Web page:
The World Today: A Ship With No Captain |

The World Today: A Ship With No Captain

20120208_Dean_w170“Is the world coming together or growing apart?” asked Dean Kishore Mahbubani at a talk on February 8, 2012. A count of raised hands after showed that the number of optimists in the audience – those who thought the world was coming together – outnumbered the pessimists. A rarity, beamed the Dean. “The right answer,” he said, “is that it is both”. 

The dean spoke to students and faculty about the state of the world in terms of the current state of globalization. While referring to his recent time spent in Davos in the presence of a few big names, Dean Mahbubani presented three paradoxes about the growing shifts of globalization. 

According to him, the first paradox is that while the world has become a “global village”, the togetherness that has resulted has led to a weakening of this so-called “village council”. Using the example of global warming, the dean highlighted how no general consensus exists, even though retired leaders know exactly what needs to be done. The reason for the reluctance to act lies in the desire for politicians to be re-elected, he said. No leader is ready to be the first to make the biggest sacrifices. In fact, one of his predictions for the U.S presidential elections of 2012 is that President Barrack Obama would not even broach the topic of global warming – a clear example of this paradox when the US, the second largest emitter of carbon gases and a global leader, is most likely to make a difference.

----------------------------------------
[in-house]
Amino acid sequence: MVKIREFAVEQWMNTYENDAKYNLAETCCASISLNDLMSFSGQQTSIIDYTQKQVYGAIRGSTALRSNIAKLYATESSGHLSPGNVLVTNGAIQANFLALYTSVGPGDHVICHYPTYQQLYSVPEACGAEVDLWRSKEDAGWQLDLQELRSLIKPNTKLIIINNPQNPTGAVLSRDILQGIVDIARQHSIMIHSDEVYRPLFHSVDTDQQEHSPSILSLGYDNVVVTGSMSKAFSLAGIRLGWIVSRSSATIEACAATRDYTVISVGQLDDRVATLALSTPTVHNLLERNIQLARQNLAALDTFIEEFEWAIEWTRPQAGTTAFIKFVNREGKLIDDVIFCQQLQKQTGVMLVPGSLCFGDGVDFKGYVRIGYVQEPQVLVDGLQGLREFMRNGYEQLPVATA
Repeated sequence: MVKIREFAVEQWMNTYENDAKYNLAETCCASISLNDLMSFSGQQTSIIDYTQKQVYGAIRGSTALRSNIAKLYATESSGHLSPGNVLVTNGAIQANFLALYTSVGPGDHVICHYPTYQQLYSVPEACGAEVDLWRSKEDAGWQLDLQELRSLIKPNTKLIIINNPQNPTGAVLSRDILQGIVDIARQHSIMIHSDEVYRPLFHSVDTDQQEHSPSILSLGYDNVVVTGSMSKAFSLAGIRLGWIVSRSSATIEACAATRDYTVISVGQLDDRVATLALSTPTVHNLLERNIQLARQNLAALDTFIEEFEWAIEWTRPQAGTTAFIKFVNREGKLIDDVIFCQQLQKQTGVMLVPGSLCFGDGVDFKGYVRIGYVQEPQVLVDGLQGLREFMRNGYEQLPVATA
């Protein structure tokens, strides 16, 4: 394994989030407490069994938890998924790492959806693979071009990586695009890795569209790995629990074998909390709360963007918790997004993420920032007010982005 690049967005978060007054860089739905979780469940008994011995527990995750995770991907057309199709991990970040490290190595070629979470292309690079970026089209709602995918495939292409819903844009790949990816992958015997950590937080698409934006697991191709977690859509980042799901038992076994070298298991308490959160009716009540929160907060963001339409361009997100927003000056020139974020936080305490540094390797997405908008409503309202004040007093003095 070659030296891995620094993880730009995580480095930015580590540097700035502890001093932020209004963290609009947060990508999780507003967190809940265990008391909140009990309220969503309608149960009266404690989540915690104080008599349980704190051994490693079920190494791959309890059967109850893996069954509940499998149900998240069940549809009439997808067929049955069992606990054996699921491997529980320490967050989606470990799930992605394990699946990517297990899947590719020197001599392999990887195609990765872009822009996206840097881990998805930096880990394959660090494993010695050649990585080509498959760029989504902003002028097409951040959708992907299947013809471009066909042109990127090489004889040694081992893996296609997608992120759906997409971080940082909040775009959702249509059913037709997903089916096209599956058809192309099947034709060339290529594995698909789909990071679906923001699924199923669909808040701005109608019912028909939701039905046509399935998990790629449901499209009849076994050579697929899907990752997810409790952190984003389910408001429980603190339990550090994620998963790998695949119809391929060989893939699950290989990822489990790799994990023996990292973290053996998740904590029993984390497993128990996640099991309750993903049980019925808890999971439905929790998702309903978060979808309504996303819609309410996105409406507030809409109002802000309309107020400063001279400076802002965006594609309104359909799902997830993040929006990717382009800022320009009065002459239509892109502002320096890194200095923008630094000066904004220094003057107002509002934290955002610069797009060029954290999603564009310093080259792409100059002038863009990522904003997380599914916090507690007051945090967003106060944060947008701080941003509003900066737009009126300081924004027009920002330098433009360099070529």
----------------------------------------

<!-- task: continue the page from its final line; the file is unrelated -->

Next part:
The second paradox points to the West not being in any celebratory mood when it has contributed to a “shrinking” world through technology, openness and more transparency. The West is in fact, rather “depressed”, he said. It seems that it’s not just the global financial crisis that has caused this depression, but also the trends evolving across the Middle East and parts of East Asia. The cause for this depression could be attributed to the loss of direction the West has at this point in time, and how to assert supremacy in the face of an unprecedented series of revolts while grappling with a global financial crisis.

China is rising – at least, that’s the word on the street (and in the newspapers) and apparently the word that’s been spread through the dean’s various talks around the world. While China might look like an up –and-­­­coming player, the third paradox the dean highlighted was the fact that this burgeoning economic power, despite being the biggest winner of globalization, does not want the responsibilities – and burdens – that come along with being in the glare of the economic spotlight. The dean shared an anecdote illustrating this point, saying on a recent trip to Beijing, he gave a lecture to Chinese officials about how China should become the global leader of today. “I thought I was very persuasive, but when I asked who agreed with me, no one raised their hands. When I asked who disagreed with me, they all raised their hands!”

Globalization is certainly a fact. But the recent crises and the trends shifting across the world show that it has reaped unexpected consequences. These paradoxes may hold true now but things could change quickly and unexpectedly. What the world lacks right now, according to the dean, is a global leader, but perhaps the state of world affairs today, with battles on so many fronts, has opened up opportunities for countries to assert themselves and not simply allow one global leader to step up and take the reins.


By Meryl Haddad, a first year MPP student studying at the LKY school of Public Policy. She graduated from the American University of Beirut in 2009 with a B.A in Political Science and worked as a freelance journalist before coming to Singapore to pursue a MPP.


Kishore Mahbubani, Dean of Lee Kuan Yew School of Public Policy

Wednesday, 08 February 2012

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